2 teaspoons sweet Hungarian paprika

1/2 teaspoon ground ginger

1/2 teaspoon pepper

1 onion, finely diced

1 cup chicken broth

8 threads Spanish saffron, toasted and crushed with a little salt

10 fresh cilantro sprigs, tied with cotton string

20 sprigs fresh flat-leaf parsley, tied with cotton string

1 tablespoon fresh lemon juice

2 tablespoons preserved lemon pulp

1 cup green, pitted (optional) green or purple olives in brine, drained, and rinsed under running water

Fresh cilantro leaves for garnish

Crusty bread, for serving

 

         Preheat the oven to 400 degrees F. Salt and pepper the cavity of the hens. Rub the outside with the lemon pulp. Set aside.

         In a medium enameled casserole, melt the butter over medium-high heat. Add the olive oil, paprika, ginger, pepper, and cook, stirring until the mixture foams, 1 to 2 minutes. (Do not overcook, or the spices will turn bitter.) Add the hens, and stir to coat. Add the onion, broth, saffron, cilantro, and parsley. Cover tightly and transfer to the oven. Bake until the juices run clear and the hens are tender, 1 hour to 1 1/2 hours. Reduce the oven temperature to 200 degrees F. With a slotted spoon, transfer the hens to an oven proof dish to keep warm. Leave the sauce in the pan. Discard the parsley and cilantro.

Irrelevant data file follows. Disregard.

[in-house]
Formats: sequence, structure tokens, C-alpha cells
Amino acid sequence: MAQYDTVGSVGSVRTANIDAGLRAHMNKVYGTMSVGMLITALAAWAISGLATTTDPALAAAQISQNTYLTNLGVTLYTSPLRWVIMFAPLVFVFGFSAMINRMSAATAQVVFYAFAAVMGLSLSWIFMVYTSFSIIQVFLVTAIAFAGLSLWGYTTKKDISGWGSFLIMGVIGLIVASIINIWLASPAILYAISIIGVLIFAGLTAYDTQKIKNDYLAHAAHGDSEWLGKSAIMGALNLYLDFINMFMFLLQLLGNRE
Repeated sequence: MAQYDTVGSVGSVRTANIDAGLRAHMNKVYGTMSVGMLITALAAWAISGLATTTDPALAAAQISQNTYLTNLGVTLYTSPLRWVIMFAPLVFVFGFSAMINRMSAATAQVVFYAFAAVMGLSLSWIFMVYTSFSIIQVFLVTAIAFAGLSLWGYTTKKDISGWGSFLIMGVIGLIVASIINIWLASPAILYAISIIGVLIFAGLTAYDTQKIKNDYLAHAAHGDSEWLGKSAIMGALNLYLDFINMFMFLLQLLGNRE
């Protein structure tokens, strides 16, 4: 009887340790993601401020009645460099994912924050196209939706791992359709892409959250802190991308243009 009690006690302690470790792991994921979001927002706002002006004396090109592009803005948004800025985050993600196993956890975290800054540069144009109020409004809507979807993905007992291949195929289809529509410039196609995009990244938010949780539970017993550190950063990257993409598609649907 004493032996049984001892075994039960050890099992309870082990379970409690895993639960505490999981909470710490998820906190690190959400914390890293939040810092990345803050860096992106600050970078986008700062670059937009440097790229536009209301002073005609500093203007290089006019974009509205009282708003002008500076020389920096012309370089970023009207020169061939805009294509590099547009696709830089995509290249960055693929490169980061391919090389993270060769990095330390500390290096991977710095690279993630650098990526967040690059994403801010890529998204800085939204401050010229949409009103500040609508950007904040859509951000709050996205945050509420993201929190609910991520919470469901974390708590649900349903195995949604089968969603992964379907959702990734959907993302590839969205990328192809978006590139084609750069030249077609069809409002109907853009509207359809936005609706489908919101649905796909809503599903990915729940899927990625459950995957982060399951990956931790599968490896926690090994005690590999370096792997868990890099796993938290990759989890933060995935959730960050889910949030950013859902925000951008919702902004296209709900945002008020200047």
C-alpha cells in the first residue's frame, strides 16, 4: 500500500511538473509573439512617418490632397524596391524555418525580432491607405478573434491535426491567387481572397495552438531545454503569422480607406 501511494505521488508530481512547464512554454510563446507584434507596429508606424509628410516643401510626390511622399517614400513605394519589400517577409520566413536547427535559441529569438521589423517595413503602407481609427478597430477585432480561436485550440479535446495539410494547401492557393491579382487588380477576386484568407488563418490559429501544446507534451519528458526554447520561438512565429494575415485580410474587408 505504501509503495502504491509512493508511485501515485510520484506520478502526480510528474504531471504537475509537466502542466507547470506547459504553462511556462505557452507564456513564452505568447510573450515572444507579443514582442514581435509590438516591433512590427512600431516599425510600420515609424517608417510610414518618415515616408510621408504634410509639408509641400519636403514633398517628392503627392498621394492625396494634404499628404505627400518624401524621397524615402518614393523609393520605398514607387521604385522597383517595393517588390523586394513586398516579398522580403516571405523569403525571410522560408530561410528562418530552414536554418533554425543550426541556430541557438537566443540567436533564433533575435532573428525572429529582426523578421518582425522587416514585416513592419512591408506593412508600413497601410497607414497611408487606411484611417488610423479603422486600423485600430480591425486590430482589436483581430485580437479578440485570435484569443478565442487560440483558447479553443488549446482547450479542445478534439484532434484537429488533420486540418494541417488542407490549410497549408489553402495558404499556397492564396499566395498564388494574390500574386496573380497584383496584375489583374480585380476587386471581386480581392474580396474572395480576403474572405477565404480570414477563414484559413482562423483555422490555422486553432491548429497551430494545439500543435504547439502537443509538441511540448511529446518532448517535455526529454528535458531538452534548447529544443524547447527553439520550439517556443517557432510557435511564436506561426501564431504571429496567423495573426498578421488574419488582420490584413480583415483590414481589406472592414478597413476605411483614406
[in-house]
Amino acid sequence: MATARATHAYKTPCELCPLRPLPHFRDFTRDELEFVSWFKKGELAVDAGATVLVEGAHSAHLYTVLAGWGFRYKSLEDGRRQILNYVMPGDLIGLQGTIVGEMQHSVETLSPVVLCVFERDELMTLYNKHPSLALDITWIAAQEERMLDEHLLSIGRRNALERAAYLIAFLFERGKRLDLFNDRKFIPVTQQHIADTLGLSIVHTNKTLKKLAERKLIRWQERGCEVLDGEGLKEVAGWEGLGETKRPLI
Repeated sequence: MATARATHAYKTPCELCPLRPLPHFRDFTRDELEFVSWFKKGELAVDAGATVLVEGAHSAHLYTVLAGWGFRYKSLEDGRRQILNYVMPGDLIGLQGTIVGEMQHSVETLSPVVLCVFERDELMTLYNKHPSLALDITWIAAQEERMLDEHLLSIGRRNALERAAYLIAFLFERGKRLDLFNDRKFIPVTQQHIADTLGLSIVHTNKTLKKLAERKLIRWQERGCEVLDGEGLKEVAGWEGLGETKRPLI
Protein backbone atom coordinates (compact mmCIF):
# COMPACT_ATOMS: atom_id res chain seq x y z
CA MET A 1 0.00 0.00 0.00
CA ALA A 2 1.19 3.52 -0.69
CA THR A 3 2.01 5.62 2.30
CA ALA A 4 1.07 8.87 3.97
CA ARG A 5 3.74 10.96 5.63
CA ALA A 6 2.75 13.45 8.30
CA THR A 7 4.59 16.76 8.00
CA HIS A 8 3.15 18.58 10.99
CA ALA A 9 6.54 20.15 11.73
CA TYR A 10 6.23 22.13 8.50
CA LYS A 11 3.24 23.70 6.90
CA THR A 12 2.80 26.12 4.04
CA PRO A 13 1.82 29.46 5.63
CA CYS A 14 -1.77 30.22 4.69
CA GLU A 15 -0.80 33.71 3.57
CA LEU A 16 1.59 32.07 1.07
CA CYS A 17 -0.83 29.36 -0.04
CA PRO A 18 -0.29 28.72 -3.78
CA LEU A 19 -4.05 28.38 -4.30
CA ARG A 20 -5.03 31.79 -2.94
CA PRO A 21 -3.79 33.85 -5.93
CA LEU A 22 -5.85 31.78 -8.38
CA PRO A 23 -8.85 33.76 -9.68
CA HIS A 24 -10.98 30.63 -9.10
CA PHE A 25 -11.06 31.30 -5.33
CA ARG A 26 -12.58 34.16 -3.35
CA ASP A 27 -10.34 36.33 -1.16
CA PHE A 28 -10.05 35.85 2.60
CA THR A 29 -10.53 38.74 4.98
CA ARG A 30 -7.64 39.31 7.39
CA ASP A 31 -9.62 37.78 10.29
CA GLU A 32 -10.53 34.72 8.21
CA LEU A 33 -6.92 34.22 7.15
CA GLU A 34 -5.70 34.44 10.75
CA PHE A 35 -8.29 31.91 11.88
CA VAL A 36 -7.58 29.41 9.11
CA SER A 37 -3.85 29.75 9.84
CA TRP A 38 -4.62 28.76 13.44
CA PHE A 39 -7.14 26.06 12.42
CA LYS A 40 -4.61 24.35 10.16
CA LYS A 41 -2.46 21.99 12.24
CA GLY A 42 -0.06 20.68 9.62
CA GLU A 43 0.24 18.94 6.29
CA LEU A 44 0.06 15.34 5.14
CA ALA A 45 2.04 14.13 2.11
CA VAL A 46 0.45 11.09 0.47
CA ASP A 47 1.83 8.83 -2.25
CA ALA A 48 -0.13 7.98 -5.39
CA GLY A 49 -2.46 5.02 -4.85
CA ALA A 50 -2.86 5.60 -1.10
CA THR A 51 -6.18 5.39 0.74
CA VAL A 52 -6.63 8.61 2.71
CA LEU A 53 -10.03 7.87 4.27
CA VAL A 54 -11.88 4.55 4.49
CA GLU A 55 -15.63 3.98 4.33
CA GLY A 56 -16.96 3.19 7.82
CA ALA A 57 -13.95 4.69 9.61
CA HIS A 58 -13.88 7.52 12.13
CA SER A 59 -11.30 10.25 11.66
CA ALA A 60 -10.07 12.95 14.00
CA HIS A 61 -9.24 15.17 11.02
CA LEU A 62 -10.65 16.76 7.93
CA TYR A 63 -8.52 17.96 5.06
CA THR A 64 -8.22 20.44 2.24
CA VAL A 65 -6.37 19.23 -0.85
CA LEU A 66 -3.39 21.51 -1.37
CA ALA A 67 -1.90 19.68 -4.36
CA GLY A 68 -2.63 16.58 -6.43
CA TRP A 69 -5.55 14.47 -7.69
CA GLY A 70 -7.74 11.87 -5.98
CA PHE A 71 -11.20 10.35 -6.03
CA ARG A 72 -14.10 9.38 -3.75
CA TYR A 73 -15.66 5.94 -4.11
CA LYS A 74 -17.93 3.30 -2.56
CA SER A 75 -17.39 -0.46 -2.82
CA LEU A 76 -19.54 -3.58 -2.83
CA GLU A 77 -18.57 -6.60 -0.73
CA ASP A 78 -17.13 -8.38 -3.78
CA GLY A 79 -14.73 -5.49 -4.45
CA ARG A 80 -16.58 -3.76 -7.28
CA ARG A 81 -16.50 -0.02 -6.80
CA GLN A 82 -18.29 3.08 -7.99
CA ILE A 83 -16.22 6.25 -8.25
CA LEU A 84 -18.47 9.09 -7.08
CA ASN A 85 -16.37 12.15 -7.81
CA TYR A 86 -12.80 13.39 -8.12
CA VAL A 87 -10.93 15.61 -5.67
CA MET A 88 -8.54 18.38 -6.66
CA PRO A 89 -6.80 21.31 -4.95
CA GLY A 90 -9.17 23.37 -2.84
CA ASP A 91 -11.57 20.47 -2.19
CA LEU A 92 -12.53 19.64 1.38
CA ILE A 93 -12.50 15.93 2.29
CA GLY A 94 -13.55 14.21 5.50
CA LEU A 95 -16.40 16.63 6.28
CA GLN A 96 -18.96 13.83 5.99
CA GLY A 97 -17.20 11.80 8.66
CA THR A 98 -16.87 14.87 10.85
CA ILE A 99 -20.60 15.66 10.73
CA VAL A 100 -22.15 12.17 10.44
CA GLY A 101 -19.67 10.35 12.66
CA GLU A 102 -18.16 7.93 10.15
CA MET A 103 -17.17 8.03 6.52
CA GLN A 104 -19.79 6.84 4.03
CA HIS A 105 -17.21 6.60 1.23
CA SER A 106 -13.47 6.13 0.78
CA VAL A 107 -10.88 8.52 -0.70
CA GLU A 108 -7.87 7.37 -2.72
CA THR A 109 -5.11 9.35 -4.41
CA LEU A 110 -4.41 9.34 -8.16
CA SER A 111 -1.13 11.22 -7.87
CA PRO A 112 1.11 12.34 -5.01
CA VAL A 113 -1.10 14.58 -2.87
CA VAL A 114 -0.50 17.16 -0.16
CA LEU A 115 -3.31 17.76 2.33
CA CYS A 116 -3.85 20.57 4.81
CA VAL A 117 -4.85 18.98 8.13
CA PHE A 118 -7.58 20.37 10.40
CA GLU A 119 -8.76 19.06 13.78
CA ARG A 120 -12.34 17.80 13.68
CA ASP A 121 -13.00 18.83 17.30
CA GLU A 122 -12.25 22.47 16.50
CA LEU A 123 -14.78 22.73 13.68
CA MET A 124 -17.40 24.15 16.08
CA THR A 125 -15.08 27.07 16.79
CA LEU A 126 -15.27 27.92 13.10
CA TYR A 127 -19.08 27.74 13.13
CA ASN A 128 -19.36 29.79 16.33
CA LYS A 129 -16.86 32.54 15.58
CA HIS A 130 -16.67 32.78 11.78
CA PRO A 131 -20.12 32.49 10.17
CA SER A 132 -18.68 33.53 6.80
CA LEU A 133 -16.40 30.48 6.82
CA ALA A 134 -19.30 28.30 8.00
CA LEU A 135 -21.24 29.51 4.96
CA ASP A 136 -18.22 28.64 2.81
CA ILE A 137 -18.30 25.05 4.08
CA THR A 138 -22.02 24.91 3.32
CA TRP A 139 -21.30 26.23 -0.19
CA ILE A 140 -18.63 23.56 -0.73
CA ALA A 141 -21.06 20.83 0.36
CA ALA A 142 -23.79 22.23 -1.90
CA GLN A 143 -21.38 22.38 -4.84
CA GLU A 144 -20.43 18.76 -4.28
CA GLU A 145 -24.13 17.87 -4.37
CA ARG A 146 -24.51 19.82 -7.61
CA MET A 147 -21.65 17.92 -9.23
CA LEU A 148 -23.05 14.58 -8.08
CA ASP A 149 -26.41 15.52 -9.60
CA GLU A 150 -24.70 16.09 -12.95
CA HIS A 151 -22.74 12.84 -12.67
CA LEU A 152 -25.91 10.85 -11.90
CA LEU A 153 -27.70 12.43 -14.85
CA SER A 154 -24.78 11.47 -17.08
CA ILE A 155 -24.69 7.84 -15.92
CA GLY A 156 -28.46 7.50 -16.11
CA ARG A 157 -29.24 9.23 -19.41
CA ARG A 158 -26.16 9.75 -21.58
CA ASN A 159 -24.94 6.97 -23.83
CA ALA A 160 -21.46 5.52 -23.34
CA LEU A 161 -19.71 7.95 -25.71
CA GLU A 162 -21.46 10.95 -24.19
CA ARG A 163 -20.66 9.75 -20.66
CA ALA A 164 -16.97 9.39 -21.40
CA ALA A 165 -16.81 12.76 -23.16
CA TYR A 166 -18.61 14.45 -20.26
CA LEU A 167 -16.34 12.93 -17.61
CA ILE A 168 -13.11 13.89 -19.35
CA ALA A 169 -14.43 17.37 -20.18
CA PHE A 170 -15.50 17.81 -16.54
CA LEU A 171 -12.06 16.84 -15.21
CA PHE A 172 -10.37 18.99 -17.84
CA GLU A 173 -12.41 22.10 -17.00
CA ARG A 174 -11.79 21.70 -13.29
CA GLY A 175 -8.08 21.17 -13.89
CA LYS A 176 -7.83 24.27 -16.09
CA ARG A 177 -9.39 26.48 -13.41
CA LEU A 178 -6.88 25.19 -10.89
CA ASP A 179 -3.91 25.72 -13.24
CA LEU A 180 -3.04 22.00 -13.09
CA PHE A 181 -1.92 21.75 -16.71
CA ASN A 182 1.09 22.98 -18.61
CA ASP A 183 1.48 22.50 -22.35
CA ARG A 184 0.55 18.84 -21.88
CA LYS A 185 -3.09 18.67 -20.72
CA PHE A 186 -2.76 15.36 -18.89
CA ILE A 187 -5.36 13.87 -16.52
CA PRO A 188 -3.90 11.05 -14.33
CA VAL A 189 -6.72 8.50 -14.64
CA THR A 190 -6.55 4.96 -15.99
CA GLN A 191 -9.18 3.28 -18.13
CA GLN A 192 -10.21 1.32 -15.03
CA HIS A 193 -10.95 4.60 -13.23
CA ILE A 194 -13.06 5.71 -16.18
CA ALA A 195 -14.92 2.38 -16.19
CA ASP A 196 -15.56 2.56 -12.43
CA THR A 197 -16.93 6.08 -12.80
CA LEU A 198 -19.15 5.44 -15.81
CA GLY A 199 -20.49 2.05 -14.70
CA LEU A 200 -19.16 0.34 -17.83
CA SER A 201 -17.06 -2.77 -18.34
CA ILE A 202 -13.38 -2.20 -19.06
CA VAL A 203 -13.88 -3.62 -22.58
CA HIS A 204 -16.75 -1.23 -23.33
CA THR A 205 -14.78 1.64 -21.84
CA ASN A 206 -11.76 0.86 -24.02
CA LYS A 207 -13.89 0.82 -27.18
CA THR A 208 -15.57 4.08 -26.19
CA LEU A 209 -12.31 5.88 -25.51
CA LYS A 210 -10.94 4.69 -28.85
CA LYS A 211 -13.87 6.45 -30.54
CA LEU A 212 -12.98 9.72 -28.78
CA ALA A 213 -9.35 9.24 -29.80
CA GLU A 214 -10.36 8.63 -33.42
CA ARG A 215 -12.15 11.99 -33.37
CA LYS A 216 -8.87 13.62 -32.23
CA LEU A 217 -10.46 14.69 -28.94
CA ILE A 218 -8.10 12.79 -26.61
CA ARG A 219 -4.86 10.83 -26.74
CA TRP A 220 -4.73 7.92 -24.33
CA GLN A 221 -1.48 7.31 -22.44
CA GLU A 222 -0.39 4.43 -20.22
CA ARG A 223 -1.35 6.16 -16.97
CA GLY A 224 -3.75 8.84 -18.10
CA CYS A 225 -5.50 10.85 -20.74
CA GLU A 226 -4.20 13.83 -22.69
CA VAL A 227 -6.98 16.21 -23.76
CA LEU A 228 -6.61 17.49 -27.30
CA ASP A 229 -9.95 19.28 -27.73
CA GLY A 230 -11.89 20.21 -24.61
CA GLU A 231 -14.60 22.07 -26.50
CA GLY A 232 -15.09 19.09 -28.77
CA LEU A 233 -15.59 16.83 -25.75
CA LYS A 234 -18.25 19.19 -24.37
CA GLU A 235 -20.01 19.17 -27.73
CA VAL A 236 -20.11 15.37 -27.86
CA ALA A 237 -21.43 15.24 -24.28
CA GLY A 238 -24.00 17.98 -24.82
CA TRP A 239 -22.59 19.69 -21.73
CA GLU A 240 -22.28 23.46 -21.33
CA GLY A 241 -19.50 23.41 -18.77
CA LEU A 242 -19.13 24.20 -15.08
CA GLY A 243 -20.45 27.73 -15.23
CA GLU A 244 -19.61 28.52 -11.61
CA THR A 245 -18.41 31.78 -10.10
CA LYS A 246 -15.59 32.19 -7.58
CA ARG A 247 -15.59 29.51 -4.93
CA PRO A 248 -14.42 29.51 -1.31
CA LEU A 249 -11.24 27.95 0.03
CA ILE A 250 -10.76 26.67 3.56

Bring the sauce to a simmer on top of the stove. Reduce it by 1/4. Add the lemon juice, lemon rind, and olives. Stir gently until heated through. Set the hens in the center of a serving platter. Spoon the sauce over the dish. Garnish with cilantro leaves. Serve with crusty bread.

 

copyright Kitty Morse 2012. www.kittymorse.com

 Julia, we miss you! Your spirit (and your recipes) lives on! View more photos of Julia on http://pinterest.com/pin/168462842282204227/


Watch me on YOU TUBE: Share with friends! Leave a comment!

Watch me make Moroccan preserved lemons

 Cooking at the KasbahPreserved Lemons YouTube

www.youtube.com/watch?v=boW_el5VZiY

 

A la prochaine!

Kitty